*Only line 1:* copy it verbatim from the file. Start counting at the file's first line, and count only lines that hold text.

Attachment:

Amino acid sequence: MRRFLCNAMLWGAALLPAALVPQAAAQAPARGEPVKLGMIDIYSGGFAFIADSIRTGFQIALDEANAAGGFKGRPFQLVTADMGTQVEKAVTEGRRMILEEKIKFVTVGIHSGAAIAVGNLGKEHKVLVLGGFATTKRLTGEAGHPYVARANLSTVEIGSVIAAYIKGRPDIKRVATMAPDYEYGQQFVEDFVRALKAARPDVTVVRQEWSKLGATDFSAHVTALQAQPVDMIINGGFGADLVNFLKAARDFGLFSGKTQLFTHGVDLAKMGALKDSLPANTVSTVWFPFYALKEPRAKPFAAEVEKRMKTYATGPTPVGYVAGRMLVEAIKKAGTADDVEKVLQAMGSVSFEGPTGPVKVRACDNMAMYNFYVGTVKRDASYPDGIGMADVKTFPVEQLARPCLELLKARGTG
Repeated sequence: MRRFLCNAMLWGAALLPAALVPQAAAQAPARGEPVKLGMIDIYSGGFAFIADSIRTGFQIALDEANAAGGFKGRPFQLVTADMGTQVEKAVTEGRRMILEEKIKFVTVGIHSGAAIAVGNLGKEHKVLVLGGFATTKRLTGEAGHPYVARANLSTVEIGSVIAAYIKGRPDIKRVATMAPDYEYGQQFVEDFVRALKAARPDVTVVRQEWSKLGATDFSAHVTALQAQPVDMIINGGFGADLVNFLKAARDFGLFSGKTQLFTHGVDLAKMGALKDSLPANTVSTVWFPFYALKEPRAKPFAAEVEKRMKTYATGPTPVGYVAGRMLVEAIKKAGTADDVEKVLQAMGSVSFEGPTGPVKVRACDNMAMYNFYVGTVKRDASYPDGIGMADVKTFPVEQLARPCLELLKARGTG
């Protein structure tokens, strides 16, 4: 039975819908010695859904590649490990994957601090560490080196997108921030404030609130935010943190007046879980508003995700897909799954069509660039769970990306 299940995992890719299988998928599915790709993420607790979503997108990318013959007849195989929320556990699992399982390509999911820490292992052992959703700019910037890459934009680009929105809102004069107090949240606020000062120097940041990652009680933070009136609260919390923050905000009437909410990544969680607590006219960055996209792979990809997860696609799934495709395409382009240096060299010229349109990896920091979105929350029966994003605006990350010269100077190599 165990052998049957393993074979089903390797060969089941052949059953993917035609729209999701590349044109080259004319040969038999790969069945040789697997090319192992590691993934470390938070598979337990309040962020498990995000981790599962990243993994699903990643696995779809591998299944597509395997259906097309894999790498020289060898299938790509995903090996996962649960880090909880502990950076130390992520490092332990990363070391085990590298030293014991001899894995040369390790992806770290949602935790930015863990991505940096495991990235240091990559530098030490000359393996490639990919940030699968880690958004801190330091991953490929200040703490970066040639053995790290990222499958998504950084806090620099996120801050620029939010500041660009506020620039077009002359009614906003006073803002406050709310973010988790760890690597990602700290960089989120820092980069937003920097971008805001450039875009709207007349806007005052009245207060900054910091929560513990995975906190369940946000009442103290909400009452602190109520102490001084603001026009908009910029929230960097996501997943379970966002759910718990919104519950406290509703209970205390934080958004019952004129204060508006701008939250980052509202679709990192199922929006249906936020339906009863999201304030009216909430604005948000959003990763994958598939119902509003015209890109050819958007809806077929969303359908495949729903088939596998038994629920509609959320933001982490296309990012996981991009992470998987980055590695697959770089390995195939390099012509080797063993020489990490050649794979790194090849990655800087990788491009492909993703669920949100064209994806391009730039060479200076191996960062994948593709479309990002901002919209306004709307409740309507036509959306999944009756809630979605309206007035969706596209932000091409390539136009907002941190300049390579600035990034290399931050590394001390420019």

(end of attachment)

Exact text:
Amino acid sequence: MRRFLCNAMLWGAALLPAALVPQAAAQAPARGEPVKLGMIDIYSGGFAFIADSIRTGFQIALDEANAAGGFKGRPFQLVTADMGTQVEKAVTEGRRMILEEKIKFVTVGIHSGAAIAVGNLGKEHKVLVLGGFATTKRLTGEAGHPYVARANLSTVEIGSVIAAYIKGRPDIKRVATMAPDYEYGQQFVEDFVRALKAARPDVTVVRQEWSKLGATDFSAHVTALQAQPVDMIINGGFGADLVNFLKAARDFGLFSGKTQLFTHGVDLAKMGALKDSLPANTVSTVWFPFYALKEPRAKPFAAEVEKRMKTYATGPTPVGYVAGRMLVEAIKKAGTADDVEKVLQAMGSVSFEGPTGPVKVRACDNMAMYNFYVGTVKRDASYPDGIGMADVKTFPVEQLARPCLELLKARGTG